All That Glitters is Not Gold

Think of this from an employee perspective. Not as an administrator, not as a manager, not as an executive and not as a business owner.

What if your organization decides that if you want to enroll your own device for accessing your company e-mail, you must set a 6 digit pin on your phone. Do you have a 6 digit pin? If not, you’ll have to set one to get your e-mail. What if in a few months, you get prompted that the company has decided that you must now  encrypt your device with an 8 digit pin? How often do you look at your company e-mail on your phone? How often do you look at your phone for things other than company e-mail? It doesn’t matter, you’ll now always have to put in a 6-8 digit pin anytime you want to use your phone.

What if like me, you have your own personal Office 365 account for your e-mail and the company provides you an Office 365 account for your work e-mail but with a policy that to access this e-mail through the Outlook app, you must enroll with their MDM? In theory, the two accounts shouldn’t cross streams. The organization’s data retention policies and protection policies shouldn’t interfere with your personal data BUT the security policies can still have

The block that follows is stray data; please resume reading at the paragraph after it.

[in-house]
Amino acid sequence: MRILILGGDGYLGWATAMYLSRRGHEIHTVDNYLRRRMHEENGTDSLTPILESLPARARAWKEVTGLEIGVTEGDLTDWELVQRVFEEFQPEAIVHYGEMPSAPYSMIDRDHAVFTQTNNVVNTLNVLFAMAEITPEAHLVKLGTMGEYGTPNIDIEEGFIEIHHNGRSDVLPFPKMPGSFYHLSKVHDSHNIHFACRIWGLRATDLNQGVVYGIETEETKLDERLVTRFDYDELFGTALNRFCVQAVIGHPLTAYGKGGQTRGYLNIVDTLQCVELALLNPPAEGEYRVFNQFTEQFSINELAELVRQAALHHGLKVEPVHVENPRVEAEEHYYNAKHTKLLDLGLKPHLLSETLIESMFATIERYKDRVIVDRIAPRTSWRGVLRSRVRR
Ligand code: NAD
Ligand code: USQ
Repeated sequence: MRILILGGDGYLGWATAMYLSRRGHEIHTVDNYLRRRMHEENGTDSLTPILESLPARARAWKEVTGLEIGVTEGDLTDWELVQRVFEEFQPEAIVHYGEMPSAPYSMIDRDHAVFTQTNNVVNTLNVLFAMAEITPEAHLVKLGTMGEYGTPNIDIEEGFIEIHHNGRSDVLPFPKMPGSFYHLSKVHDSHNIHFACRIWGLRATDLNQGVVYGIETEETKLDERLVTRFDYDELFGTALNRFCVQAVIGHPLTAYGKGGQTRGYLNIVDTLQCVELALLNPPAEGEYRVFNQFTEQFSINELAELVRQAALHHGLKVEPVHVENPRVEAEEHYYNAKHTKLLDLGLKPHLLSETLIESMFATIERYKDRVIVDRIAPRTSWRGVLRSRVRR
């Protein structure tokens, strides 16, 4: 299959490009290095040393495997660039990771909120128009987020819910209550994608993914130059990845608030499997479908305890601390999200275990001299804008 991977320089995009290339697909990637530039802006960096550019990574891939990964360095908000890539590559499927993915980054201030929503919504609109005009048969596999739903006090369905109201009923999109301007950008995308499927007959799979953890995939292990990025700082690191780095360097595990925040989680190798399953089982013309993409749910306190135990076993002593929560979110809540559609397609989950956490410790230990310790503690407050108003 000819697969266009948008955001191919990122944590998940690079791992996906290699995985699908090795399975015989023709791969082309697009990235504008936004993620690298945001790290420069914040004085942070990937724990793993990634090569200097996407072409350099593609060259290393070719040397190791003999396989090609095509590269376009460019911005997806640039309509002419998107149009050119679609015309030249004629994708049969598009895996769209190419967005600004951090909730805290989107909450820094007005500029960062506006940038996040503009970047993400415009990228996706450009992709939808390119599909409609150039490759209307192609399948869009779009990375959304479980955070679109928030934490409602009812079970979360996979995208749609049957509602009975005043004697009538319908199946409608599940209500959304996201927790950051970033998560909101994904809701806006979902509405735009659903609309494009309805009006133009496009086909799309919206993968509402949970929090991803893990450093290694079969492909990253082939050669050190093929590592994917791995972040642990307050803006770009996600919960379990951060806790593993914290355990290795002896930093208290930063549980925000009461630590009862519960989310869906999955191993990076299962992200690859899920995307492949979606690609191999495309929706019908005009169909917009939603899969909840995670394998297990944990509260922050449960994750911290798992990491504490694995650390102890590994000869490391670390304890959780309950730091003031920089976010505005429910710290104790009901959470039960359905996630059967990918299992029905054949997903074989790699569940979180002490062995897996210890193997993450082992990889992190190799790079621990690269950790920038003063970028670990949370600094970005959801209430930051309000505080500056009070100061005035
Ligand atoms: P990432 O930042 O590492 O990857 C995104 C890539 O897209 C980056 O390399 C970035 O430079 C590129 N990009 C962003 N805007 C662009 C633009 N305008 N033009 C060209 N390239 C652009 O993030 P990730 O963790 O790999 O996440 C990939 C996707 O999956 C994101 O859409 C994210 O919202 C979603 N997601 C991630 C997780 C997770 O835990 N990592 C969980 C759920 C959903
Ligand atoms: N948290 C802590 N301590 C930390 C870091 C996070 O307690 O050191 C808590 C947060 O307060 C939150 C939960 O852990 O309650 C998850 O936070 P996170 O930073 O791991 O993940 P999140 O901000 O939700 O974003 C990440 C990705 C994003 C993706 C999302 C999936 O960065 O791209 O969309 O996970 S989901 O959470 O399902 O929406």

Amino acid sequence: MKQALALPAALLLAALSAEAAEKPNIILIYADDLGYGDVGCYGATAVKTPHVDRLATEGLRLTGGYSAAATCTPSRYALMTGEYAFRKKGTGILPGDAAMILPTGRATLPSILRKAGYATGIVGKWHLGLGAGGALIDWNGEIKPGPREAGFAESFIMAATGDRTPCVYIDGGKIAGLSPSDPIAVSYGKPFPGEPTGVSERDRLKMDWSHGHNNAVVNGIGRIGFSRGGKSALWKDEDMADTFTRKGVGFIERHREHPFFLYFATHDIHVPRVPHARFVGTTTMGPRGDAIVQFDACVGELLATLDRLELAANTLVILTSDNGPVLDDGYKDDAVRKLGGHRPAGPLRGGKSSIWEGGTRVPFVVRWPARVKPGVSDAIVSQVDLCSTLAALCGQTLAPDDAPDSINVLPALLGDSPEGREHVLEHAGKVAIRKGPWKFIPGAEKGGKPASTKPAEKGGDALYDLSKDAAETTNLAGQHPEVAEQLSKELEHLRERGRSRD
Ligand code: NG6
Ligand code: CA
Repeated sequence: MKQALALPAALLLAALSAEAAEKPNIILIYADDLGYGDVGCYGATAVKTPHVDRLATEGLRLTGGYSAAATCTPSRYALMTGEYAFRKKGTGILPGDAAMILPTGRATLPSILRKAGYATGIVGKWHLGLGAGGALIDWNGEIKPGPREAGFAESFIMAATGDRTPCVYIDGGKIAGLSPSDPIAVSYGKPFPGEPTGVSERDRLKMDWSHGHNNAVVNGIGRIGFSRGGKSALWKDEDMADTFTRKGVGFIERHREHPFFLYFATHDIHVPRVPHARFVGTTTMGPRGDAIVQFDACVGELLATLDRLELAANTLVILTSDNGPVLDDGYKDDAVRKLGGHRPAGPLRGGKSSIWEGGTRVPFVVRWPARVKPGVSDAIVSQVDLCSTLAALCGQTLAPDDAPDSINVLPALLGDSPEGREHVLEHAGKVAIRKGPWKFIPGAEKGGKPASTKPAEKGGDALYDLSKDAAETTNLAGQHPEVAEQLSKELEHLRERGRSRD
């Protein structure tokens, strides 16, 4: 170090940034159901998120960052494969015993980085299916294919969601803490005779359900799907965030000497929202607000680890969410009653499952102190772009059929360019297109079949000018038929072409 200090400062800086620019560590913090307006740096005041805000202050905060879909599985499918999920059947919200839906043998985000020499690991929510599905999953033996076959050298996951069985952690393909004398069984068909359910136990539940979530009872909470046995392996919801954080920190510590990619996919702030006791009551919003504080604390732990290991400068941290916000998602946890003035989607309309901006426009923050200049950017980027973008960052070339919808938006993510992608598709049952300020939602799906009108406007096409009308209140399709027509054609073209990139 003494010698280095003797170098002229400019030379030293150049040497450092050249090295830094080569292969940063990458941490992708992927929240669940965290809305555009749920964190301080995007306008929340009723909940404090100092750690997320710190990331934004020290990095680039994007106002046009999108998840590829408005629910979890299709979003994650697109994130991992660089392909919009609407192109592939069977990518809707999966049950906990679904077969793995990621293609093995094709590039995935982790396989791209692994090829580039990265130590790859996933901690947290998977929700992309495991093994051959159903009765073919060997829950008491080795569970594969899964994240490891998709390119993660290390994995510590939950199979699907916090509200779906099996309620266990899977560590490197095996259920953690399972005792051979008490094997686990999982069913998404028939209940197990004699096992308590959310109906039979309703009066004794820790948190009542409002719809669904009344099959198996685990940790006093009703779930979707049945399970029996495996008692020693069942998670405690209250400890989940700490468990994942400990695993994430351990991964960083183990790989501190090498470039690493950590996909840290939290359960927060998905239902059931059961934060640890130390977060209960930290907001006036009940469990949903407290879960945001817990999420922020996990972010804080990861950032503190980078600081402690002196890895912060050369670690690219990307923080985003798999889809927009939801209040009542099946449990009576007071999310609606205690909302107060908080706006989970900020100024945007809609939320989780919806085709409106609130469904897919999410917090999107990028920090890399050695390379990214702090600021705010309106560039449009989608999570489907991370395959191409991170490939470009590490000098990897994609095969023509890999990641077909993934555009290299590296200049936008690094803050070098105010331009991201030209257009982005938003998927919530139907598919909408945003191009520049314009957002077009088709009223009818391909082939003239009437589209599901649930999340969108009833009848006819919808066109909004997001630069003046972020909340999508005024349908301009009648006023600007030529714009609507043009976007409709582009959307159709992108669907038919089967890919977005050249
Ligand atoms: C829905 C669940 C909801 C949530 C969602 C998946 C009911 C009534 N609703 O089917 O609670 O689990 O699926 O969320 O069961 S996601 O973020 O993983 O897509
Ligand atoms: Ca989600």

In theory, the two accounts shouldn’t cross streams. The organization’s data retention policies and protection policies shouldn’t interfere with your personal data BUT the security policies can still interfere with how you use your phone, such as when I went to Thailand for 2 weeks and could no longer log in to my corporate e-mail as the multi-factor authentication wouldn’t work from my location. I started getting prompts every 15 minutes that Outlook needed me to authenticate again. Eventually, after it drained my battery, I ended up removing my company e-mail account to stop the notifications.

With most MDM products an administrator also has the ability to remotely wipe your phone. Usually there’s an option to just wipe all company data from the phone but there’s also an option to wipe all data. This is sometimes used in the case the phone has been stolen.